"A Few Days Away is a tight, taught and tough crime novel where everyone's working an angle and hiding a secret. If you like your crime coming at you hard and fast like I do, Tony Knighton's latest Nameless Thief novel is right up your alley. A fast, gritty read." Matt Coyle, Anthony, Shamus and Lefty Award-winning author

"A Few Days Away is a hard-edged contemporary noir novel with a relentless anti-hero – a thief with no name. It’s a taut, pacy tale referencing Richard Stark’s Parker novels, but with even more icy cynicism. Knighton’s thief and his unswerving, self-declared righteousness will delight pulp fans." The Crime Fiction Lover Site (UK)

Three Hours Past Midnight

"A wonderful thriller. It oozes grit and swagger and leaves blood all over your hands." Ginger Nuts of Horror Blog

When a Philadelphia state senator is arrested for racketeering and held without bail, his ex-girlfriend reveals to a shady, retired cop that there's half-a-million dollars just sitting in his bedroom safe. The cop brings in a professional thief, who rips the safe from the wall and drops it out the window. It's a sweet score – but they're hijacked before they open it. The thief survives and tears through the city, going up against warring gangsters, bent cops, and a cold-blooded assassin to take back what's his – even if it means dying for it.

"A gripping and fast-paced thriller." Philadelphia Inquirer

"A knife sharp piece of Philadelphian noir. Recommended for all fans of fast paced, hard hitting crime fiction." Andrew Nette, Pulp Curry Blog

"There is a touch of Hemingway and Chandler in the writing. Hard-boiled noir thrillers don't come any better than this." The Toorak Times

Saturday 23 October 2021


Synopsis/blurb ....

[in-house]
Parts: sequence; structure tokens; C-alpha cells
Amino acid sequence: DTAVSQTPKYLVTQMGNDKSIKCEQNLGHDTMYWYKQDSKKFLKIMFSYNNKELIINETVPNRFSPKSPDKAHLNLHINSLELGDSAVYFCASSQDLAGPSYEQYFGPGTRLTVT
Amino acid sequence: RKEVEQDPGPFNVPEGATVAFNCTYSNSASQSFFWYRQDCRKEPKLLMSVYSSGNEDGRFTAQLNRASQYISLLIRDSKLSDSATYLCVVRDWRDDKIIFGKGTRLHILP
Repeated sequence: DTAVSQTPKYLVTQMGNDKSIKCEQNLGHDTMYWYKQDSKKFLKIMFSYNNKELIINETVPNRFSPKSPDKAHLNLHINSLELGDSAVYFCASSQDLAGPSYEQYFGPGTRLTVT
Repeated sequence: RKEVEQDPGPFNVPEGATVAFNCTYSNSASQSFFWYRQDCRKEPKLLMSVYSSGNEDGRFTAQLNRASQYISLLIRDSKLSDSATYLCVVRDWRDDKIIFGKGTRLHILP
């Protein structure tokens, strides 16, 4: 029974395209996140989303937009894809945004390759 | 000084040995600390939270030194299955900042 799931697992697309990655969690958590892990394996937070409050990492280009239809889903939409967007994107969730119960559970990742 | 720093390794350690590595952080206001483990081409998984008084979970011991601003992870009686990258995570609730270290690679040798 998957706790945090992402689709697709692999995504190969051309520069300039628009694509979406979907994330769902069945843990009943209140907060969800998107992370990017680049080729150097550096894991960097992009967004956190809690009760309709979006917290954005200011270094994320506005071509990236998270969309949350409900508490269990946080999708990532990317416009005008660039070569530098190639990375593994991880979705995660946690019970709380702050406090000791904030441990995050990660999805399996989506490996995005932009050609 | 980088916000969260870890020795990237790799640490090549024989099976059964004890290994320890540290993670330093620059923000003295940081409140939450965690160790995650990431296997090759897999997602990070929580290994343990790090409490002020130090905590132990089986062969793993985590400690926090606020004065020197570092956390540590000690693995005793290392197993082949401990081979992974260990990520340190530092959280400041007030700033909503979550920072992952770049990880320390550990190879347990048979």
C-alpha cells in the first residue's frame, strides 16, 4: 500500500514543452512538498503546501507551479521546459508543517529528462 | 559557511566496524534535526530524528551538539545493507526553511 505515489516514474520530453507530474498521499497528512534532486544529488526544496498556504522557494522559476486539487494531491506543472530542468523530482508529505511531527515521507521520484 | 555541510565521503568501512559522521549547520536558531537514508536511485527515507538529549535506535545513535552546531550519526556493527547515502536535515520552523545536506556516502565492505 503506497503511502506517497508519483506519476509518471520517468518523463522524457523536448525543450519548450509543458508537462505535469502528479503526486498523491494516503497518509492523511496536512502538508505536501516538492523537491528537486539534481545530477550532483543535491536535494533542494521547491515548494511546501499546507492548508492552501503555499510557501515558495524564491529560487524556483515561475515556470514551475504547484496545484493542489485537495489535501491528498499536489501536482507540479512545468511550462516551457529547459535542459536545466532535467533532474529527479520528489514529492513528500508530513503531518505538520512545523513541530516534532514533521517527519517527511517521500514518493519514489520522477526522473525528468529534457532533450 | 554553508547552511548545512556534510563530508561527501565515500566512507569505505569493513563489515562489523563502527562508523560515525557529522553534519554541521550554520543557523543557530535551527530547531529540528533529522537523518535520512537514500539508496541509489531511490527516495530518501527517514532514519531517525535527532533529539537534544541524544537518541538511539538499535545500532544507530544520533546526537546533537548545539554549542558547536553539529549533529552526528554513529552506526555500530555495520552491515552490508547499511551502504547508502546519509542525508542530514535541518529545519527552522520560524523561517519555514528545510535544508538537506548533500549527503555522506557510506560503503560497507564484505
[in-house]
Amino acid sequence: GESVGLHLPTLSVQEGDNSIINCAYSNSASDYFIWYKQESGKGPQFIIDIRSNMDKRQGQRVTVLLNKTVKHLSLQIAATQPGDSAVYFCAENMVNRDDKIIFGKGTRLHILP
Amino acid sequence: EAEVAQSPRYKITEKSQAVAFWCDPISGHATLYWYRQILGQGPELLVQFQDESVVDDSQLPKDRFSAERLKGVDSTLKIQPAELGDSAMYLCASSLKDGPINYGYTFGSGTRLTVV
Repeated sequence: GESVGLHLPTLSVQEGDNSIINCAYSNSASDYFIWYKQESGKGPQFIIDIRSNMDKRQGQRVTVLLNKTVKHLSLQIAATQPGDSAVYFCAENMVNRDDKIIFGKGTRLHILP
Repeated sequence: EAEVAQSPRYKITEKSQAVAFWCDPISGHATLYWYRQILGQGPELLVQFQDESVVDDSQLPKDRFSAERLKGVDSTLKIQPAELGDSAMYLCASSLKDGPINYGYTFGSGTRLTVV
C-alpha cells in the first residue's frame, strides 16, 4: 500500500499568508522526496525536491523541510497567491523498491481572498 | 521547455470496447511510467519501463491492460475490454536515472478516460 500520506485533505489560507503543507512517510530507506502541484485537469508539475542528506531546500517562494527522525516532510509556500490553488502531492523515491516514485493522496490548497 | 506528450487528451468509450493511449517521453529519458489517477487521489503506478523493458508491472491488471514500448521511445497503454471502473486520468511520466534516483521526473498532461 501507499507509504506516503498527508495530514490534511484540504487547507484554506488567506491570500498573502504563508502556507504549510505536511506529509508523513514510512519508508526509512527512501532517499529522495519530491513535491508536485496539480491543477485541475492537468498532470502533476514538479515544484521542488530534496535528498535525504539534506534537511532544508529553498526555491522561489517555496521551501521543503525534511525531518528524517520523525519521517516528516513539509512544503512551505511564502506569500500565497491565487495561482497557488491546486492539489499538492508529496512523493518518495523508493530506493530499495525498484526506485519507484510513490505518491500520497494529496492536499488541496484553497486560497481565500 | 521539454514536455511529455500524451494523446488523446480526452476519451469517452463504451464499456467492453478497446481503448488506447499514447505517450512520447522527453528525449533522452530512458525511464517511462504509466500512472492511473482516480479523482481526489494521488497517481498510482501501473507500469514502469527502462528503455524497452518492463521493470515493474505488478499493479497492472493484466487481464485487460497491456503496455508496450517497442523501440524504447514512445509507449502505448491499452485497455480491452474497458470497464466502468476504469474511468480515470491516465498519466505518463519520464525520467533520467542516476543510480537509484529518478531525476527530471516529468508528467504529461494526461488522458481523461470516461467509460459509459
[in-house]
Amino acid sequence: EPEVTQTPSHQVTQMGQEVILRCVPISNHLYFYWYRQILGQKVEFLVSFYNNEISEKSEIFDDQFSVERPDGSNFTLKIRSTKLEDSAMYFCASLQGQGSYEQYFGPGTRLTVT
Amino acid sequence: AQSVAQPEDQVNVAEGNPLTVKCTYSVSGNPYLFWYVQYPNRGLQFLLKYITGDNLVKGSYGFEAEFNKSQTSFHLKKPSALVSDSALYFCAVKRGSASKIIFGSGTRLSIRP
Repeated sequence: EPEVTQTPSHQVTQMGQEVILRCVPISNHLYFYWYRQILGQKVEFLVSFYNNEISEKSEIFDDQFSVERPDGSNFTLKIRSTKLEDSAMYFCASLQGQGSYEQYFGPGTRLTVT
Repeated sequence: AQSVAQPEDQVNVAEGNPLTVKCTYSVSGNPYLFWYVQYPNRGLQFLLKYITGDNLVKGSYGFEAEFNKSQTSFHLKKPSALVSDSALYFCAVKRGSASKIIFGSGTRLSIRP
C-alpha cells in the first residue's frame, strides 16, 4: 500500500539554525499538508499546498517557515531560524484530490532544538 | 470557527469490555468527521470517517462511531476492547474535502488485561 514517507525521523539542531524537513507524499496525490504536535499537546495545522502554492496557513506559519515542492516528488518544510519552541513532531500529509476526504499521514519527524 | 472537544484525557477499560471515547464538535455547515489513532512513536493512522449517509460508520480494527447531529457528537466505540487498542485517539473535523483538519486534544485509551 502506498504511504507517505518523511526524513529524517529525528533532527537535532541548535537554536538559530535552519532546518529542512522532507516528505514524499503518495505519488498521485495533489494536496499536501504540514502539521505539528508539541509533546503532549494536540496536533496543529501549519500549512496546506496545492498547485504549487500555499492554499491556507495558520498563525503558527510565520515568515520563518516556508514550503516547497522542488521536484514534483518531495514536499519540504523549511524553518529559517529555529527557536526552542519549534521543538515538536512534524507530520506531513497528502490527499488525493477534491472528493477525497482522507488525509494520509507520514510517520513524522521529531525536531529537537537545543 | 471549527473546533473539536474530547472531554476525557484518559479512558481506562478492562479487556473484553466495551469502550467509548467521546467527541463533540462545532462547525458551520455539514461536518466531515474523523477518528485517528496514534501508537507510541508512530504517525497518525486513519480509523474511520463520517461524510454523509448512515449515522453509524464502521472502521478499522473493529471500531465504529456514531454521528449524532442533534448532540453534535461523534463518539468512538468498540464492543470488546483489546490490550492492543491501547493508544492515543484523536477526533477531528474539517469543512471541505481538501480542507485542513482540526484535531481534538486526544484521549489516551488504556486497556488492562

On Valentine’s Day, a professional thief and his partner robbed a bank in a Central Pennsylvania town. It all went well... until the getaway. His partner was killed, the money was lost, and the injured thief barely escaped with his life. Now, four months later, he’s going back for his money. But he’s not the only one after it. Corrupt cops, warring street gangs, white nationalists and crooked politicians all agree on one thing – they want him gone. Permanently.

"He's very good, and he's a genuine Pennsylvanian. Knighton's A Few Days Away is hard-edged and suspenseful, with action that feels real and an anti-hero who can keep all the moving parts in his mind at once." Thomas Perry, New York Times bestselling author

"A must-read for aspiring criminals, who will learn that going straight offers a much simpler life. I was with Knighton’s anti-hero thief all the way, figuring whatever he netted from this caper, he earned it. Taut writing, crisp dialogue, non-stop action. What more could you want?" Linwood Barclay, New York Times bestselling author

Two word review. Bloody brilliant!

Fantastic story, great setting, an incredibly interesting main character, cracking pace, perfect length, satisfying outcome.

I always find criminals better company than straights. No exception here. A Few Days Away is busy, violent, and compelling. Really gripping. Our unnamed protagonist, first seen in Three Hours Past Midnight (another cracker of a book) doesn't have the best of luck on his jobs, with everything going sideways after a car accident. Money lost and a steely determination to get it back whatever the obstacles. 

Tony Knighton has three books two his name - the two belters in this series and a collection of short stories - Happy Hour and Other Philadelphia Cruelties. Do yourself a favour and check his work out. Thank me later.

5 from 5

Read - October, 2021
Published - 2021
Page count - 240
Source - review copy from publisher, Brash Books
Format - PDF read on laptop 


Synopsis/blurb ...

His last job a disaster, a professional thief teams with an old partner eager for one last score – a safe in the home of a wealthy Philadelphia politician. But they are not the only ones set on the cash. His partner dead and the goods missing, he hunts for his money and the killer to find out that this may have been a job best left undone.

“A pitch-perfect tale of crime and consequences. Just try and put it down before the last page. I dare you.” -- Charles Ardai Editor, Hard Case Crime

My kind of book. An unnamed protagonist steals a safe and things go downhill from there. His partner is subsequently murdered. The safe - contents unknown, money hopefully - goes missing and he himself is targeted and shot at. Our main man, sets out to recover his goods, over the course of an extremely busy night. No rest for the wicked!